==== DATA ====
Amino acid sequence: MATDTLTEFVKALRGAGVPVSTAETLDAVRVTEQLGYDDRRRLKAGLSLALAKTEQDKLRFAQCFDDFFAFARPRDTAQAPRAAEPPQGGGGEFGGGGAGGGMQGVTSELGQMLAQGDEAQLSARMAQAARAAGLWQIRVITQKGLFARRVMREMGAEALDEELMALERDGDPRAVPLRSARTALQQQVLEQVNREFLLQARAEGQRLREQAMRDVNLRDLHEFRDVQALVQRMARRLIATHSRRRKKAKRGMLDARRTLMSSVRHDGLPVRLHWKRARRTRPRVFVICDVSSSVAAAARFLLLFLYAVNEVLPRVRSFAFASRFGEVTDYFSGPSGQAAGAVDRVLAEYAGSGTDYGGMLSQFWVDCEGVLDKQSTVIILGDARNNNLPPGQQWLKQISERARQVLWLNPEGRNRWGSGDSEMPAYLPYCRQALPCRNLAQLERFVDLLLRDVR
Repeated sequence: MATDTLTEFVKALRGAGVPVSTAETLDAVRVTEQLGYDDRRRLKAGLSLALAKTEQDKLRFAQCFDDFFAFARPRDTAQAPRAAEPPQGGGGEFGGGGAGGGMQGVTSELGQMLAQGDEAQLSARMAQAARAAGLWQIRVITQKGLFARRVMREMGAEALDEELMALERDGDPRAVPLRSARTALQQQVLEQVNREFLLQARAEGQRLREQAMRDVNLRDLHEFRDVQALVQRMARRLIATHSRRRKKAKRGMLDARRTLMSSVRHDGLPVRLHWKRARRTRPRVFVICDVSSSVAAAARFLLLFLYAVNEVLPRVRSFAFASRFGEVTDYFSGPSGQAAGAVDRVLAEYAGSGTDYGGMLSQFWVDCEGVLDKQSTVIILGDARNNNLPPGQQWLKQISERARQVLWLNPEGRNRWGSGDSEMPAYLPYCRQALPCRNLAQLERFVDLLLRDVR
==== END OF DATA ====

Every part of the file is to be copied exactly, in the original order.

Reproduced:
Amino acid sequence: MATDTLTEFVKALRGAGVPVSTAETLDAVRVTEQLGYDDRRRLKAGLSLALAKTEQDKLRFAQCFDDFFAFARPRDTAQAPRAAEPPQGGGGEFGGGGAGGGMQGVTSELGQMLAQGDEAQLSARMAQAARAAGLWQIRVITQKGLFARRVMREMGAEALDEELMALERDGDPRAVPLRSARTALQQQVLEQVNREFLLQARAEGQRLREQAMRDVNLRDLHEFRDVQALVQRMARRLIATHSRRRKKAKRGMLDARRTLMSSVRHDGLPVRLHWKRARRTRPRVFVICDVSSSVAAAARFLLLFLYAVNEVLPRVRSFAFASRFGEVTDYFSGPSGQAAGAVDRVLAEYAGSGTDYGGMLSQFWVDCEGVLDKQSTVIILGDARNNNLPPGQQWLKQISERARQVLWLNPEGRNRWGSGDSEMPAYLPYCRQALPCRNLAQLERFVDLLLRDVR
Repeated sequence: MATDTLTEFVKALRGAGVPVSTAETLDAVRVTEQLGYDDRRRLKAGLSLALAKTEQDKLRFAQCFDDFFAFARPRDTAQAPRAAEPPQGGGGEFGGGGAGGGMQGVTSELGQMLAQGDEAQLSARMAQAARAAGLWQIRVITQKGLFARRVMREMGAEALDEELMALERDGDPRAVPLRSARTALQQQVLEQVNREFLLQARAEGQRLREQAMRDVNLRDLHEFRDVQALVQRMARRLIATHSRRRKKAKRGMLDARRTLMSSVRHDGLPVRLHWKRARRTRPRVFVICDVSSSVAAAARFLLLFLYAVNEVLPRVRSFAFASRFGEVTDYFSGPSGQAAGAVDRVLAEYAGSGTDYGGMLSQFWVDCEGVLDKQSTVIILGDARNNNLPPGQQWLKQISERARQVLWLNPEGRNRWGSGDSEMPAYLPYCRQALPCRNLAQLERFVDLLLRDVR